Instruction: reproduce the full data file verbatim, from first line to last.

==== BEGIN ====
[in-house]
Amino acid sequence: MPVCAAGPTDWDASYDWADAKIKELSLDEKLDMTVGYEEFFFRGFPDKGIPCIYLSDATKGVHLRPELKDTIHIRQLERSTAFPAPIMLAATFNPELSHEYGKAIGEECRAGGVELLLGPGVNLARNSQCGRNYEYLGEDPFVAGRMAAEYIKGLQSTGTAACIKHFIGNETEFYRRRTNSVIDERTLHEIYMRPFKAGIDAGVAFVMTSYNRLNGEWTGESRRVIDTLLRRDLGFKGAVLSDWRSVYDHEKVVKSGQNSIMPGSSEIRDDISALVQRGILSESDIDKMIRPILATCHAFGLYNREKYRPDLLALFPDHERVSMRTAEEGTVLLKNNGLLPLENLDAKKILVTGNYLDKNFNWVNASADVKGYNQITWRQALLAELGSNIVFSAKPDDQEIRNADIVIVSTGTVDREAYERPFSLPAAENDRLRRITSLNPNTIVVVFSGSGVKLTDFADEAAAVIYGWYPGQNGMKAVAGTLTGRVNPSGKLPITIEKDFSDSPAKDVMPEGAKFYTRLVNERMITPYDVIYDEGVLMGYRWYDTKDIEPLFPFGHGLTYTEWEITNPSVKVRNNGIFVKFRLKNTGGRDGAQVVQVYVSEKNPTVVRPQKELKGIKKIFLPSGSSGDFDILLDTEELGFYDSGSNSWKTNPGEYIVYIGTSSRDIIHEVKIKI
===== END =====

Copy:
[in-house]
Amino acid sequence: MPVCAAGPTDWDASYDWADAKIKELSLDEKLDMTVGYEEFFFRGFPDKGIPCIYLSDATKGVHLRPELKDTIHIRQLERSTAFPAPIMLAATFNPELSHEYGKAIGEECRAGGVELLLGPGVNLARNSQCGRNYEYLGEDPFVAGRMAAEYIKGLQSTGTAACIKHFIGNETEFYRRRTNSVIDERTLHEIYMRPFKAGIDAGVAFVMTSYNRLNGEWTGESRRVIDTLLRRDLGFKGAVLSDWRSVYDHEKVVKSGQNSIMPGSSEIRDDISALVQRGILSESDIDKMIRPILATCHAFGLYNREKYRPDLLALFPDHERVSMRTAEEGTVLLKNNGLLPLENLDAKKILVTGNYLDKNFNWVNASADVKGYNQITWRQALLAELGSNIVFSAKPDDQEIRNADIVIVSTGTVDREAYERPFSLPAAENDRLRRITSLNPNTIVVVFSGSGVKLTDFADEAAAVIYGWYPGQNGMKAVAGTLTGRVNPSGKLPITIEKDFSDSPAKDVMPEGAKFYTRLVNERMITPYDVIYDEGVLMGYRWYDTKDIEPLFPFGHGLTYTEWEITNPSVKVRNNGIFVKFRLKNTGGRDGAQVVQVYVSEKNPTVVRPQKELKGIKKIFLPSGSSGDFDILLDTEELGFYDSGSNSWKTNPGEYIVYIGTSSRDIIHEVKIKI